New E-Resource : Bungei Shunju Archives (1942-1950)

We are pleased to announce that Cambridge University members now have access to Bungei Shunju Archives (1942-1950).

Please note our subscription currently includes only the years 1942 to 1950. These issues can provide insight into what major authors and other public figures in Japan were saying during World War II and immediately after the war.

​​From the publisher website:

Bungeishunju is a general monthly magazine founded by the author Kikuchi Kan in January 1923 (Taisho 12). As Kikuchi wrote in his Founding Message, “I’m tired of being asked to say things. I want to say what I am thinking with a sense of freedom, without having to be concerned about readers and editors,” he founded the magazine with the wish to conduct free writing activities that would not be hemmed in by the framework of literary circles. Bungeishunju became a forum for the publication of essays and creative writing by a great number of authors including, of course, Akutagawa Ryunosuke, but also Kume Masao, Kawabata Yasunari, Satomi Ton, Kobayashi Hideo and Naoki Sanjugo.

The publication of articles on current affairs also began in the early Showa period, and what especially caught the attention of the reading public were the round-table discussions. Bungeishunju was able to invite to these the most prominent personalities of the time to speak on a variety of topics.

Also available to access via iDiscover and the Databases A-Z.

This archive is part of JapanKnowledge which has a limit of 4 concurrent users, so please log out when you have finished using the resource.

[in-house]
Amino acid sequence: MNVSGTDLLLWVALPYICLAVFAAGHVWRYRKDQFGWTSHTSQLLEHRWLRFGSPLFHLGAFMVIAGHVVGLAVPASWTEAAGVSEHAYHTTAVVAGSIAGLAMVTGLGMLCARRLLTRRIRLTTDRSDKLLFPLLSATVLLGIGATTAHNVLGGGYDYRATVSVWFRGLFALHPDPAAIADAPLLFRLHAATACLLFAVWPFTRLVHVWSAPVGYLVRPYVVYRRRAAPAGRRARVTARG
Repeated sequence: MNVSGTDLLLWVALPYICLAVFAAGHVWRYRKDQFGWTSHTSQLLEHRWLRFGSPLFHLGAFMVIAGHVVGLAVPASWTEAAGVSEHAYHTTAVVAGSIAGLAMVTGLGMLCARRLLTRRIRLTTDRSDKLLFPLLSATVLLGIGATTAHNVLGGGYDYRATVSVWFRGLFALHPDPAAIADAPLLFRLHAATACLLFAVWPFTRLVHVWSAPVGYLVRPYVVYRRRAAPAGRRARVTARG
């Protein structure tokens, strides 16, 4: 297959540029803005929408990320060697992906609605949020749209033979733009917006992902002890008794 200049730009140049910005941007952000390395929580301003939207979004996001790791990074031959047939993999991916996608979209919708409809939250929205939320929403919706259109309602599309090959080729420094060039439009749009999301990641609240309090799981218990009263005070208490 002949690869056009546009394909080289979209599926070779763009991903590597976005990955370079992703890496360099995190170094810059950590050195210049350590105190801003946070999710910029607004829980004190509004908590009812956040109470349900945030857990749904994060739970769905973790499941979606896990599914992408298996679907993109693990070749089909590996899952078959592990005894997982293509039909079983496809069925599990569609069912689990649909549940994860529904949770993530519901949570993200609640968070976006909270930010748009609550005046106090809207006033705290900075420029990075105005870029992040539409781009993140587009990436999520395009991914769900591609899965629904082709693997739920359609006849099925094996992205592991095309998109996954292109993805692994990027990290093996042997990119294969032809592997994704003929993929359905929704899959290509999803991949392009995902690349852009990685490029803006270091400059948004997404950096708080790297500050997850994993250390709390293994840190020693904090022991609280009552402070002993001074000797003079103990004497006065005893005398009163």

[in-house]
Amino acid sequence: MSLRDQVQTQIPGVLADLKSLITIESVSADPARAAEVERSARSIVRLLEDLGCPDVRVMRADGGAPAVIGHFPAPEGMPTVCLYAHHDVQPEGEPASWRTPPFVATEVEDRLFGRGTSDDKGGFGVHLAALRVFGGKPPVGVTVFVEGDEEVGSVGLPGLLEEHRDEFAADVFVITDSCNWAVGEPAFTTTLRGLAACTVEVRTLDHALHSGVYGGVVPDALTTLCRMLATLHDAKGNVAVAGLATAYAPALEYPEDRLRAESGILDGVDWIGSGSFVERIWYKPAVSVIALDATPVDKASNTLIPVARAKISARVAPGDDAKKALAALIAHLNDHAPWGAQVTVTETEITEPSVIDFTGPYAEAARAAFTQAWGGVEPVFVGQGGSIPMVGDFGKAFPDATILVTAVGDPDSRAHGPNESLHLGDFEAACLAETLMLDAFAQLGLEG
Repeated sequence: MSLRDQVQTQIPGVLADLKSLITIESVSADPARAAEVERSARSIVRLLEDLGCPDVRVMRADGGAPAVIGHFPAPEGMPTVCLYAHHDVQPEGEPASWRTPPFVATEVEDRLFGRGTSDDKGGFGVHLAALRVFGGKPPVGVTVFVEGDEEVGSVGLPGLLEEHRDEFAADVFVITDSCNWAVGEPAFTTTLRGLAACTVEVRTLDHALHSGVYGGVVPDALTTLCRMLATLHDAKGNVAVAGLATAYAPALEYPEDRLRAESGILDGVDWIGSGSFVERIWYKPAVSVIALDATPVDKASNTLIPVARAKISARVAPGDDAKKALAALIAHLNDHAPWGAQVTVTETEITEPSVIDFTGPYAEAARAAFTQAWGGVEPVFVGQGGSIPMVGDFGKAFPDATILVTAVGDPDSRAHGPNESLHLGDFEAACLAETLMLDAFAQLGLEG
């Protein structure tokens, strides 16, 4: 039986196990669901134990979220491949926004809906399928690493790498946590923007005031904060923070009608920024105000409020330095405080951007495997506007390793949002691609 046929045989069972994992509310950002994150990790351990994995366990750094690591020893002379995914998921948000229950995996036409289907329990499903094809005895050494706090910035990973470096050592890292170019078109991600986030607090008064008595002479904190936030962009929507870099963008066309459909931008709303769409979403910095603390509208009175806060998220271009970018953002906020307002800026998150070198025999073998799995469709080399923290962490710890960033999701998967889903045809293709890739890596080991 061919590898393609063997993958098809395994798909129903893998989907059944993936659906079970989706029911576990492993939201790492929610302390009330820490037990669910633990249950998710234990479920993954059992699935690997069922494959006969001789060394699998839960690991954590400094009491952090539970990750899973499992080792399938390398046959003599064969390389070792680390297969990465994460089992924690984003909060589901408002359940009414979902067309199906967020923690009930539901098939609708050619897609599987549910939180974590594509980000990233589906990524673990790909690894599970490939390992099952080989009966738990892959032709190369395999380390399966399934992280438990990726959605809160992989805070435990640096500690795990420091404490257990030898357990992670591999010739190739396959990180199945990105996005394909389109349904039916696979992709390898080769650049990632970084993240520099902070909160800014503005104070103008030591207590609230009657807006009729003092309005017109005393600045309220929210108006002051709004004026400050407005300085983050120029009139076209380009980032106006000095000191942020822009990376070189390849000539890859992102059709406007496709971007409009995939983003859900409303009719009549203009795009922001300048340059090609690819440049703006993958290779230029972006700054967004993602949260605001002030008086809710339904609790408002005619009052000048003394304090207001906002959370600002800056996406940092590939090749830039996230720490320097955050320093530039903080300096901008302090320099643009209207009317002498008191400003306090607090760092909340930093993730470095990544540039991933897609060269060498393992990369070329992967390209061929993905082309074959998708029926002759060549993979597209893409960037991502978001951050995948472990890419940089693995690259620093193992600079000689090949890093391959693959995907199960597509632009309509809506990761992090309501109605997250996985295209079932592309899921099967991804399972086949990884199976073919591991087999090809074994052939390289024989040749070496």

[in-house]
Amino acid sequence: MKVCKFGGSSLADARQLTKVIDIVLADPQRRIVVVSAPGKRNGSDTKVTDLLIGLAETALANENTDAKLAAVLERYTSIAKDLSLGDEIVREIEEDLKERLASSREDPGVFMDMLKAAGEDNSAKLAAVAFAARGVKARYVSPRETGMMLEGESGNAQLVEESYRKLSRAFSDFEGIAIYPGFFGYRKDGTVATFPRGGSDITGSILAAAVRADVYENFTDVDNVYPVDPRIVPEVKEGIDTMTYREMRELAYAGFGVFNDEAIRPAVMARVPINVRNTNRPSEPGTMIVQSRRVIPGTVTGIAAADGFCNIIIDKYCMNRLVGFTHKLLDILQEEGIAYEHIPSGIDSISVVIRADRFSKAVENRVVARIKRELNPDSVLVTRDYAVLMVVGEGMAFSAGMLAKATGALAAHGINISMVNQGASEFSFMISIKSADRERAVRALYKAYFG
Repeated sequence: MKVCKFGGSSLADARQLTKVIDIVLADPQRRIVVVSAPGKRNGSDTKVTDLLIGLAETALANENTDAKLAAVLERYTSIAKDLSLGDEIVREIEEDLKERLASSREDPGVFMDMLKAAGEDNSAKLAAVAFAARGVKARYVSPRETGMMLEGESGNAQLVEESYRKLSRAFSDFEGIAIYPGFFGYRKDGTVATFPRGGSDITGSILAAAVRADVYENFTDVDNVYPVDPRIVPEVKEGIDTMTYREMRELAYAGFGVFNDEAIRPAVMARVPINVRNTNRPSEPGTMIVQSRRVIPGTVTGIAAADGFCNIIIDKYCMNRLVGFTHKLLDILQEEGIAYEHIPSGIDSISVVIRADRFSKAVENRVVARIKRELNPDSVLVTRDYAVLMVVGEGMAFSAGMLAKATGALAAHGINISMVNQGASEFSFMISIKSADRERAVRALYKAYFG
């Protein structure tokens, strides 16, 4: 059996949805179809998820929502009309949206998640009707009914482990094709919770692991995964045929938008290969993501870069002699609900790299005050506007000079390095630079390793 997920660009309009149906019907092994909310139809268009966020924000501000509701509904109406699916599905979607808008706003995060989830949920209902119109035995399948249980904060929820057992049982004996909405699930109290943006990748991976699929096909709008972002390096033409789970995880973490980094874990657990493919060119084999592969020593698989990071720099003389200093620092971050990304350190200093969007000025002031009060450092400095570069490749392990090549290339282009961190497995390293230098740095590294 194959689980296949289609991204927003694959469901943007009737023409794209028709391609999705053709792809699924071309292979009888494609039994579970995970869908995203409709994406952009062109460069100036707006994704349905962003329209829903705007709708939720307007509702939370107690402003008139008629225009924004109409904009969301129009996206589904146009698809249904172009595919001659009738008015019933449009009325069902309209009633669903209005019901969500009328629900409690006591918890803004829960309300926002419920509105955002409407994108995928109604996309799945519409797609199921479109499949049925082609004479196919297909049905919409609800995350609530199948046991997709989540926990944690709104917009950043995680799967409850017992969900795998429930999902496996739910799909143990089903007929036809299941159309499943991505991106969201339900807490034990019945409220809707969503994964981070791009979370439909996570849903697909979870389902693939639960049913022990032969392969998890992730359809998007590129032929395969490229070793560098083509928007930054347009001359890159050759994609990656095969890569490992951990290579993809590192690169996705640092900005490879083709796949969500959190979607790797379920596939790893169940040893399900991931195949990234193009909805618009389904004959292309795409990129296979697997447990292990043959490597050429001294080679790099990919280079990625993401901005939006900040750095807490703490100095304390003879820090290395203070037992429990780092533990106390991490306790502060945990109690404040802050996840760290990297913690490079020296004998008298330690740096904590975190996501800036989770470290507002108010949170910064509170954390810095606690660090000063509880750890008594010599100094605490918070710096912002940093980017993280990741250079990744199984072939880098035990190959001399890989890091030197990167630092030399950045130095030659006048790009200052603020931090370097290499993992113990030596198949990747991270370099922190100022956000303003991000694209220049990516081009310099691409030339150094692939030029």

Davenport Papers and Slave Trade Records from Liverpool (British Online Archives) – Trial access to 6 July 2022

We are very pleased to announce that from today trial access to Slave Trading Records from William Davenport & Co., 1745-1797 and Slave Trade Records from Liverpool, 1754-1792 is available to 6 July 2022 for Cambridge University members.

Please tell us about your use of these resources via this feedback form.

Slave Trading Records from William Davenport & Co., 1745-1797

William Davenport was a Liverpool merchant and British slave trader. From the late 1740s till the early 1790s, he invested regularly in the African slave trade and was a partner in slaving ventures with other leading merchant Liverpool families.

Slave Trade Records from Liverpool, 1754-1792

This collection offers a window into one of the darkest episodes of Britain’s history. Over the course of the 18th century, Liverpool became Britain’s busiest and most profitable slave-trading port in the country. The practice of slavery was abolished in 1807 but not before British merchants had gained unimaginable wealth at the expense of enslaved African people, who were sold to new markets in the Americas.